Dr. Getz: We wanted to study breast cancer and we wanted to look for mutations outside of the coding regions that came soon after discovery of the TERT [telomerase reverse transcriptase] promoter mutation. TERT is mutated at high frequencies in several tumor types, which again are in a noncoding region. The promoter of the gene TERT is responsible for maintaining the lengths of the telomeres of cells. In order to perform this breast cancer study, we designed a capture reagent that could capture not just the genes, but also regulatory regions, which capture the DNA. Then we can take the captured DNA and sequence it; this provides us with sequencing information not only on the coding regions but also on the regulatory regions. We focused the analysis on the promoter regions, which we defined as being around the transcription start site, at 400 bases before to 250 bases after. These are called the “promoters”, and many transcription factors bind in that region and control the expression of a gene. Therefore, mutations in those regions could potentially affect the expression of the genes in that region, and if those genes are important to drive cancer, those mutational changes could promote the cancer.
OncoTherapy Network: What did this large sequencing effort find? Were there any major surprises for you in the results of the analyses?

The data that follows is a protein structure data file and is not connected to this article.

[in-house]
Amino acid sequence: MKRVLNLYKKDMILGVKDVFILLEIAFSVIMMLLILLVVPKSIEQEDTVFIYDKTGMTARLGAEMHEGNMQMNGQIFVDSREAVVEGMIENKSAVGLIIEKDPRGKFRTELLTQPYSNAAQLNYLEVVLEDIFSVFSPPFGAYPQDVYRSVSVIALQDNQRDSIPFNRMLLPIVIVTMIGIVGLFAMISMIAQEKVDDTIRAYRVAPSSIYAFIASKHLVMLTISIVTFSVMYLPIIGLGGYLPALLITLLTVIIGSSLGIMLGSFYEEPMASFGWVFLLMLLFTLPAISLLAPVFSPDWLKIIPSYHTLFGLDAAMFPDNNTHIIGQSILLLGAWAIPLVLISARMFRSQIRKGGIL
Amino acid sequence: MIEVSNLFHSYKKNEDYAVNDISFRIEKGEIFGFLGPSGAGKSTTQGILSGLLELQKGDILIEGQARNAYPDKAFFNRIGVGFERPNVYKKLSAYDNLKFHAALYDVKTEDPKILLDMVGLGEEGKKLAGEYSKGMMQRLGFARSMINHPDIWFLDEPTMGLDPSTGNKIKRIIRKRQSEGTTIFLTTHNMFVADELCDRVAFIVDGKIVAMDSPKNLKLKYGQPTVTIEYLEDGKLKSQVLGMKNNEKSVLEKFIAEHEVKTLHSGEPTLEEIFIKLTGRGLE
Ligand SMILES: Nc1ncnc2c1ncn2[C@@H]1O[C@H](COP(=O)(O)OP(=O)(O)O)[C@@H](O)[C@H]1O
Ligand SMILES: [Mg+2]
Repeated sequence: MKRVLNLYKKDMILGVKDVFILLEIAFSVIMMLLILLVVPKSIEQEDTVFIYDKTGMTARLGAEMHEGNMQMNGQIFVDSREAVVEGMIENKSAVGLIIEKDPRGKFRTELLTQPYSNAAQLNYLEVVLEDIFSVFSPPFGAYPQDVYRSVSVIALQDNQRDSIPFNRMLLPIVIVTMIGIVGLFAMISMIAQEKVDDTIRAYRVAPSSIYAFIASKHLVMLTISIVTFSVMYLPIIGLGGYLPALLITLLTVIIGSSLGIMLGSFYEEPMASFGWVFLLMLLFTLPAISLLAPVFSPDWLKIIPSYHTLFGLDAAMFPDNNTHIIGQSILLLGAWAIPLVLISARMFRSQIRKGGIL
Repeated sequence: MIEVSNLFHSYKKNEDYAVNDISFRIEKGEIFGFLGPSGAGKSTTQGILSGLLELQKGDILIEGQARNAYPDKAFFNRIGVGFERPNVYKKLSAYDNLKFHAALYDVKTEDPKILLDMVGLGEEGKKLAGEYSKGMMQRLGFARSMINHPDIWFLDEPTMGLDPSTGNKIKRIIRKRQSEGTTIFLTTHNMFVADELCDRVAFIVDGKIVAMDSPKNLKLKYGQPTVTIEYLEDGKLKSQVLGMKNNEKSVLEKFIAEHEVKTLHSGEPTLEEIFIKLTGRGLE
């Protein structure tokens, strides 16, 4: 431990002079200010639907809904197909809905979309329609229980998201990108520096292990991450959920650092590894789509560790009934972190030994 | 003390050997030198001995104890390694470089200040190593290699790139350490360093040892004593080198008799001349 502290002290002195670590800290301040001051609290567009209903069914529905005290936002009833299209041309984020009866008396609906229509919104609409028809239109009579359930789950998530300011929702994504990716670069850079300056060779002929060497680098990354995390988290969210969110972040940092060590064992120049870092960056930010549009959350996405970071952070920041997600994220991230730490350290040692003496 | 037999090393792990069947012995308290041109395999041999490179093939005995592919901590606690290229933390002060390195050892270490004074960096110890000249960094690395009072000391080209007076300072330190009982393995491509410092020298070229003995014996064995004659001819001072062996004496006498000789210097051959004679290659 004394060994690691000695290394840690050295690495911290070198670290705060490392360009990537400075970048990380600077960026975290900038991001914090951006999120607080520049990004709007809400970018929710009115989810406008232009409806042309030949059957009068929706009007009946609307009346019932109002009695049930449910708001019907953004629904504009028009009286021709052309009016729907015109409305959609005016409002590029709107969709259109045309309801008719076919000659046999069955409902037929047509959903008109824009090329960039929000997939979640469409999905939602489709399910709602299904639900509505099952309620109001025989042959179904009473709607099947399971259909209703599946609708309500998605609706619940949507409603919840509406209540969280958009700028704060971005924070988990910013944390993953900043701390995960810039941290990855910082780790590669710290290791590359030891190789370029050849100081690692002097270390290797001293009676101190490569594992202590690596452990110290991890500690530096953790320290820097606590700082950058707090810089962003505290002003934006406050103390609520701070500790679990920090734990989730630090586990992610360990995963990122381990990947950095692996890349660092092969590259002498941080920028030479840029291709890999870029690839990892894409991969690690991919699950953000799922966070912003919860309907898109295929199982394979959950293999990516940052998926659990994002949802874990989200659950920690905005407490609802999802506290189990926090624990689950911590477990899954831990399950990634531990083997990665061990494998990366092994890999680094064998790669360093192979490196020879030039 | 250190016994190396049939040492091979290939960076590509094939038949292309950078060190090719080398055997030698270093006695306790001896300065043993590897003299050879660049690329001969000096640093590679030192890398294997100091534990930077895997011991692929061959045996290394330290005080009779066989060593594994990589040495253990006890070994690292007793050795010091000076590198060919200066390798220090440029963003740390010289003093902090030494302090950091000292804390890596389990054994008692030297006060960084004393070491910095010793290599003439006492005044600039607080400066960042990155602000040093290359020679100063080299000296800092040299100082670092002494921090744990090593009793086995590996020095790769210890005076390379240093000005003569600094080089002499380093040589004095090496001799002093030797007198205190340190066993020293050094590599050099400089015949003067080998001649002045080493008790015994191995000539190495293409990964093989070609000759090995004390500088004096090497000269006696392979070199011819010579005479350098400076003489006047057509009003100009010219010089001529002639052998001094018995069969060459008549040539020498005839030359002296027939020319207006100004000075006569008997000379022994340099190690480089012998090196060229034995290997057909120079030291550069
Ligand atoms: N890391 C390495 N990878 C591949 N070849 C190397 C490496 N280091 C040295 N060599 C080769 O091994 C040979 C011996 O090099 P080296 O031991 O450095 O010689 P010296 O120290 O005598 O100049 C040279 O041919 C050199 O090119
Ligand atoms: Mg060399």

Dr. Getz: After we developed this statistical model for estimating the background rate (ie, how many mutations you would expect when looking at 360 breast cancers), we looked at 25,000 promoters of 25,000 genes, and in the vast majority of them, the number of mutations in them were the numbers that we expected based on the background rate [of mutations]. Only 9 genes had more [mutations] than we would expect by chance, and in particular, one of those genes, FOXA1, caught our eye. FOXA1 is a known driver in breast cancer, and is also known to be mutated within the coding region of the gene and amplified in some breast cancers. FOXA1 has a special function in that it helps recruit estrogen receptor, which we know is very important in breast cancer because it binds to the genes that it regulates. So the fact that we found hotspots of mutations in the promoter of FOXA1 suggested to us that these are truly functional mutations. We then performed functional experiments beyond the statistical analysis of the [sequencing] data. We wanted to demonstrate that if you have this mutation in front of a reporter gene, you can increase the expression of that gene. Based on analysis of the sequence around [the gene], we predicted that this would be an E2F [transcription factor] binding site. Then, with functional experiments, we showed that indeed, it is likely an E2F binding site and that that mutation increases the binding of E2F proteins to the promoter of FOXA1 and would predict increase in the expression of FOXA1, which would then increase the activity of the estrogen receptor. So, even if some cancers or tumors are growing in low-estrogen conditions, either as a result of treatment or just low estrogen, the increase of estrogen receptor would signal the cells to grow faster even at lower [estrogen] concentrations. FOXA1 promoter mutations are, we believe, truly driving the breast cancer. There were other genes that we found, and we also did experiments showing that some of those mutations seem to be functional, but those genes have less clear function compared to the FOXA1 mutations in breast cancer. Additional experiments are needed to understand how those other genes are performing their function [in potentially aiding tumor growth].